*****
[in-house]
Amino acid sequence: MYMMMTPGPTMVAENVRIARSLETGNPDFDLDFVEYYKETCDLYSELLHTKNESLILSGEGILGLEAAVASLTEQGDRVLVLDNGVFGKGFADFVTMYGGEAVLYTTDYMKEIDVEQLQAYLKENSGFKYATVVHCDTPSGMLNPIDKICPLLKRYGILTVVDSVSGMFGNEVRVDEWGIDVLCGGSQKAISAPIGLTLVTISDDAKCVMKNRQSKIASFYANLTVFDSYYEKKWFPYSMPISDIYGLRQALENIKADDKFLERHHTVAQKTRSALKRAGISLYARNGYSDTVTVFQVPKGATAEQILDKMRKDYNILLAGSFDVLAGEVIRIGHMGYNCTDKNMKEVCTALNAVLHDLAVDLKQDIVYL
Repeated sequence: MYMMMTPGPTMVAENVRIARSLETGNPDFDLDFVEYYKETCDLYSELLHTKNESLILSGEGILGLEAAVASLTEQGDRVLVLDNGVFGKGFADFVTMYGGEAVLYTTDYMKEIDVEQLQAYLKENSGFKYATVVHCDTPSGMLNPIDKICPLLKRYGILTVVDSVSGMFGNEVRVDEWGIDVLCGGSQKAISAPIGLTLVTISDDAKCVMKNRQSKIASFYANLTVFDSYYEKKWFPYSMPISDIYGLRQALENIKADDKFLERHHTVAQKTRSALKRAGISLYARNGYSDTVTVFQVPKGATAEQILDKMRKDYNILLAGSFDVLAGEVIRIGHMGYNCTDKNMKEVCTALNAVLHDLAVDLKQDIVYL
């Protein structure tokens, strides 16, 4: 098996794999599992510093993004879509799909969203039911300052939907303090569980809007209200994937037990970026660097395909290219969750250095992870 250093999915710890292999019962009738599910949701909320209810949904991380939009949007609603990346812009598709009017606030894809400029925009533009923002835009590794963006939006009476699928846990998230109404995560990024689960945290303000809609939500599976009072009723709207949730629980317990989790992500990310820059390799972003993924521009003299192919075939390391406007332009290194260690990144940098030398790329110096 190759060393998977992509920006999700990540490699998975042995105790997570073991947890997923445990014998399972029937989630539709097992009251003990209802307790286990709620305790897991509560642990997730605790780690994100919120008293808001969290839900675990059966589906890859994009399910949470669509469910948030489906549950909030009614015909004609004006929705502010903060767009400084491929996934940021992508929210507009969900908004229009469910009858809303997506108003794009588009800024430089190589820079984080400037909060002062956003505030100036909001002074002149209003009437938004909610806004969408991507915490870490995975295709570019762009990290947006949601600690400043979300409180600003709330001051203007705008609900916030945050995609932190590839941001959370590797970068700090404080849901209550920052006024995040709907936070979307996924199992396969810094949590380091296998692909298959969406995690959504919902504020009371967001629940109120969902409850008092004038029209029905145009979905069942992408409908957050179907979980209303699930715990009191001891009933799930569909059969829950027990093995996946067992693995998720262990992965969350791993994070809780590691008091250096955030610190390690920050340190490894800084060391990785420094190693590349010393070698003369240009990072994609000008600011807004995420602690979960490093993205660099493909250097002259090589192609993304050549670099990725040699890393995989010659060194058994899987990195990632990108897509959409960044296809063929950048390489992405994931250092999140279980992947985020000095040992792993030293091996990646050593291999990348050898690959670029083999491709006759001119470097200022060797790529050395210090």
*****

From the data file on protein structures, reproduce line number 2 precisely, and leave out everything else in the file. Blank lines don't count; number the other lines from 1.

Amino acid sequence: MYMMMTPGPTMVAENVRIARSLETGNPDFDLDFVEYYKETCDLYSELLHTKNESLILSGEGILGLEAAVASLTEQGDRVLVLDNGVFGKGFADFVTMYGGEAVLYTTDYMKEIDVEQLQAYLKENSGFKYATVVHCDTPSGMLNPIDKICPLLKRYGILTVVDSVSGMFGNEVRVDEWGIDVLCGGSQKAISAPIGLTLVTISDDAKCVMKNRQSKIASFYANLTVFDSYYEKKWFPYSMPISDIYGLRQALENIKADDKFLERHHTVAQKTRSALKRAGISLYARNGYSDTVTVFQVPKGATAEQILDKMRKDYNILLAGSFDVLAGEVIRIGHMGYNCTDKNMKEVCTALNAVLHDLAVDLKQDIVYL